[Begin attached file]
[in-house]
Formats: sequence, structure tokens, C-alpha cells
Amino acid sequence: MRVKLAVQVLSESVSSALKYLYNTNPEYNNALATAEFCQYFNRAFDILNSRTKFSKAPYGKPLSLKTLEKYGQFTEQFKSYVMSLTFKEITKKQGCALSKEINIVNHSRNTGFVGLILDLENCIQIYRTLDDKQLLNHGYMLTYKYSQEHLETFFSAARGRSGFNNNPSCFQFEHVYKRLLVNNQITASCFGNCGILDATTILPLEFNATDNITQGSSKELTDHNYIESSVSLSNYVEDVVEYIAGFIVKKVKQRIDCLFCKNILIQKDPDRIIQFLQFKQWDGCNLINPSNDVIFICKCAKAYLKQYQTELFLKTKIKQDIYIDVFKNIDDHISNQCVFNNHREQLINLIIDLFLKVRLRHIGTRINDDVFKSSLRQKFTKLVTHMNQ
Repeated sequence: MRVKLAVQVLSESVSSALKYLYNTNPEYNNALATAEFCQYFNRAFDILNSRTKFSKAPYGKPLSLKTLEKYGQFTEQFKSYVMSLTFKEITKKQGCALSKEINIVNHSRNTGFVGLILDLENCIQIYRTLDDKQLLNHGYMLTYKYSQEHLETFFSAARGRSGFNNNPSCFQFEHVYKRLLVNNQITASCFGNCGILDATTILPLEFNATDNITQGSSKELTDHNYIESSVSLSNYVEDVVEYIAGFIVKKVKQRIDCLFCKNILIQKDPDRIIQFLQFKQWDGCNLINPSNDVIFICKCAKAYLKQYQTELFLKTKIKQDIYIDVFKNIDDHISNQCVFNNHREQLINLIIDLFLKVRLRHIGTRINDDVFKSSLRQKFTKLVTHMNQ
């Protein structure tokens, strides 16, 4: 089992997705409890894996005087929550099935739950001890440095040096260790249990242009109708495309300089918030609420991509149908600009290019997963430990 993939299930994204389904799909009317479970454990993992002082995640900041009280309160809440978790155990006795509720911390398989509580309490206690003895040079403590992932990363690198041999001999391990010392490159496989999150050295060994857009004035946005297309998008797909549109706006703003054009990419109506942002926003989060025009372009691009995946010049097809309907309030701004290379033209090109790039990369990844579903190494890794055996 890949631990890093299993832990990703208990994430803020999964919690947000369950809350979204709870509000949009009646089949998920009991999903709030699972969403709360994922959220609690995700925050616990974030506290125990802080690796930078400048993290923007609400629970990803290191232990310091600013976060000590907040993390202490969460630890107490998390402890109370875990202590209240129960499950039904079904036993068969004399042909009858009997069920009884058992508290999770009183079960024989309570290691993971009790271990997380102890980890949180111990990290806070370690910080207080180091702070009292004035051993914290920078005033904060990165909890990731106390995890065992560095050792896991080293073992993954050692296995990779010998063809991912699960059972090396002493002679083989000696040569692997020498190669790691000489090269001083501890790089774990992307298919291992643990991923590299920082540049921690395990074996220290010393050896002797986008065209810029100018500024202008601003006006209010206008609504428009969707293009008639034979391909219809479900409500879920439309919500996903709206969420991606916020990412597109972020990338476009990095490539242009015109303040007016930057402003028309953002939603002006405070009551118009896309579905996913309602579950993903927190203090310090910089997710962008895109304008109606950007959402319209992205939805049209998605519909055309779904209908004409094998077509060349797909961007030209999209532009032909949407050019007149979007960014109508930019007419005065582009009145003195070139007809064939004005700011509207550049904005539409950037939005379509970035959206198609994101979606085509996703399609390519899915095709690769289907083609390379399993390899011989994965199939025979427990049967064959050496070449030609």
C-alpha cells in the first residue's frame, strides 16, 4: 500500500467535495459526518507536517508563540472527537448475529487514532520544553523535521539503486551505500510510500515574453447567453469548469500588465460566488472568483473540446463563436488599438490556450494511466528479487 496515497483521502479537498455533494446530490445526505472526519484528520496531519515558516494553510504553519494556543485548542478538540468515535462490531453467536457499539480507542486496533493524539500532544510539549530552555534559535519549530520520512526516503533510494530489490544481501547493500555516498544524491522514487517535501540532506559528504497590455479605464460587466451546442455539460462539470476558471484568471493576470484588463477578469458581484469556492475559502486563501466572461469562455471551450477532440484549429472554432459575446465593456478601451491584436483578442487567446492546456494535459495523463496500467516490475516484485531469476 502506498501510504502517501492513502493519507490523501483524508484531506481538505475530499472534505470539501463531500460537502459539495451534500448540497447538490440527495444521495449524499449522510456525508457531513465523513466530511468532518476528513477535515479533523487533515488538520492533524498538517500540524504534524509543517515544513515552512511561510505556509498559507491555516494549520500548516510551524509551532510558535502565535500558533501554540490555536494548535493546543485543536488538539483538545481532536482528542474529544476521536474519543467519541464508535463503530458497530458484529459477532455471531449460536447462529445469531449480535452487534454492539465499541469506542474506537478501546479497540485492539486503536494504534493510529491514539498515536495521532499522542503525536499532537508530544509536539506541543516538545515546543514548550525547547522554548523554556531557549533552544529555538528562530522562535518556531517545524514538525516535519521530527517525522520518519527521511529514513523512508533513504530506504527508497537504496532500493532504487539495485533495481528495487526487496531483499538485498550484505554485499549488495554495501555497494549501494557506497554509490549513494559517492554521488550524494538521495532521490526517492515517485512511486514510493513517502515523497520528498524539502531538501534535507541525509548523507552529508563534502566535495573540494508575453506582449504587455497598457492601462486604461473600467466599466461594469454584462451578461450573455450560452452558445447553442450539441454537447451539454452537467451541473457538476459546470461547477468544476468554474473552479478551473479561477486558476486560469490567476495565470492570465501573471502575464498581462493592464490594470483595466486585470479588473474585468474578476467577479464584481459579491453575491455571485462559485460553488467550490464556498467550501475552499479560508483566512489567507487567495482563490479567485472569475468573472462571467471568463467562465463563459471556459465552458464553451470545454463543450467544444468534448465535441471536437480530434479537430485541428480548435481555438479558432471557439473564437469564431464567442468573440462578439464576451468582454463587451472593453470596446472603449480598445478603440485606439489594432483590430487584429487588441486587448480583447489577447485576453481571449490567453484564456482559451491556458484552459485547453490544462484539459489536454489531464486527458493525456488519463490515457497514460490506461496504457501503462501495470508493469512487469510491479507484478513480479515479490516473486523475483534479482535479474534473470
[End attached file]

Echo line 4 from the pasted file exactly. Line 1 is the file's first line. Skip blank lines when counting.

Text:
Repeated sequence: MRVKLAVQVLSESVSSALKYLYNTNPEYNNALATAEFCQYFNRAFDILNSRTKFSKAPYGKPLSLKTLEKYGQFTEQFKSYVMSLTFKEITKKQGCALSKEINIVNHSRNTGFVGLILDLENCIQIYRTLDDKQLLNHGYMLTYKYSQEHLETFFSAARGRSGFNNNPSCFQFEHVYKRLLVNNQITASCFGNCGILDATTILPLEFNATDNITQGSSKELTDHNYIESSVSLSNYVEDVVEYIAGFIVKKVKQRIDCLFCKNILIQKDPDRIIQFLQFKQWDGCNLINPSNDVIFICKCAKAYLKQYQTELFLKTKIKQDIYIDVFKNIDDHISNQCVFNNHREQLINLIIDLFLKVRLRHIGTRINDDVFKSSLRQKFTKLVTHMNQ